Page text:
Food Security

, Volume 4, Issue 1, pp 73–85 | Cite as

Smallholders’ access to agricultural credit in Pakistan

  • Abid Hussain
  • Gopal Bahadur Thapa
Original Paper


The Government of Pakistan has implemented a policy of food security for smallholders by making provision of credit needed for purchasing inputs such as farm machinery, fertilizer and seed. This study analyzed access to and adequacy of credit for smallholders with landholdings up to 5 acres (= 2 ha), using primary data collected through a survey of 208 households, focus-group discussions and unstructured interviews. The findings revealed a partial success of the national credit policy in terms of the proportion of households having access to formal credit but appeared less successful when this was compared with the total amount of credit demanded and obtained. Among the three types of smallholders compared, i.e. lower-smallholders (≤1.0 acre), middle-smallholders (1.01–2.50 acres) and upper-smallholders (2.51–5.00 acres), the lower-smallholders obtained least benefit from the policy as reflected in the formal credit accounting for 12% of the total credit obtained and only 6% of the total credit demanded. The other two types of smallholders had relatively better access to formal credit. Due to a lack of access to adequate formal credit, informal sources have continued to play a major role in the credit market. The causes for this are explained and relevant policy recommendations are made for improving smallholders’ access to credit in the study area and elsewhere in Pakistan. It is hoped that the findings of this study will make a useful contribution to the understanding and remedying of the difficulties that smallholders experience in obtaining credit which may be of value not only in Pakistan but in other developing countries.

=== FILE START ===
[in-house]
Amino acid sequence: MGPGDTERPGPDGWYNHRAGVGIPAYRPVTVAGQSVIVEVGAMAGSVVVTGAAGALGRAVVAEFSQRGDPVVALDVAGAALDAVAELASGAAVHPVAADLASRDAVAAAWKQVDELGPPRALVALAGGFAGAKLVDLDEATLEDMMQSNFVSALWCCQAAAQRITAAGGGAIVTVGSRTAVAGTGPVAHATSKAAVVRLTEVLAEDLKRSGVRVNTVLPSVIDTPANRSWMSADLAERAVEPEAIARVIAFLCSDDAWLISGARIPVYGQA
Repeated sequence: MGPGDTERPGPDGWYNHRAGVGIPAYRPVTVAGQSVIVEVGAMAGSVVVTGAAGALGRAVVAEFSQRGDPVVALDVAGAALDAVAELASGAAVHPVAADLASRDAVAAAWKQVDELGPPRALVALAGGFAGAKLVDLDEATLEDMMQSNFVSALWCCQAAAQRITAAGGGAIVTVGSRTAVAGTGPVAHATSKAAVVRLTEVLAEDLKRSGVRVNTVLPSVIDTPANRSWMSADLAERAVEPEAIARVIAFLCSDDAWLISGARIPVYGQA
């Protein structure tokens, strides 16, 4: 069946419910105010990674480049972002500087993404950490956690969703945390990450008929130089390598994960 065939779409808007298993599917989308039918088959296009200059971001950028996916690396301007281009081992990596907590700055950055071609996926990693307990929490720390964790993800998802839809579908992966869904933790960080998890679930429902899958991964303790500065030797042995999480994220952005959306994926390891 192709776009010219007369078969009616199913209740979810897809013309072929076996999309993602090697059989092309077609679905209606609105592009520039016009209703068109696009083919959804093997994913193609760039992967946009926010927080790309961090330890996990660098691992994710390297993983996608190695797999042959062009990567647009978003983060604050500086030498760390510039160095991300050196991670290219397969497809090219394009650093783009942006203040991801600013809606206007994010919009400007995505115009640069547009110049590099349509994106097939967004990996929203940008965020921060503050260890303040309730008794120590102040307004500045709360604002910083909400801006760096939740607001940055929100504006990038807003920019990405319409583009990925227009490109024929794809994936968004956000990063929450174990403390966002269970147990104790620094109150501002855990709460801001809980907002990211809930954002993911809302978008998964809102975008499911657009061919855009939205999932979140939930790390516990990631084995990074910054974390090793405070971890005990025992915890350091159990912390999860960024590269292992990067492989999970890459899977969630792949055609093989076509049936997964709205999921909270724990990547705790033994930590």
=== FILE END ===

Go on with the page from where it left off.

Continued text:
Food security Smallholders Agricultural credit Access to credit Adequacy of credit Collateral Pakistan 



Funding support for this study was provided by the Higher Education Commission of Pakistan through funds allocated to a PhD scholarship for the first author. Immense cooperation was extended by smallholders, local contact persons, namely, Choudhry Afzaal Tahir, Zahid Hussain Meo and Mehar Sarfraz Khan, and officials of the District Revenue Office and financial institutions officials during the entire period of field survey. We extend our sincere thanks to all of them.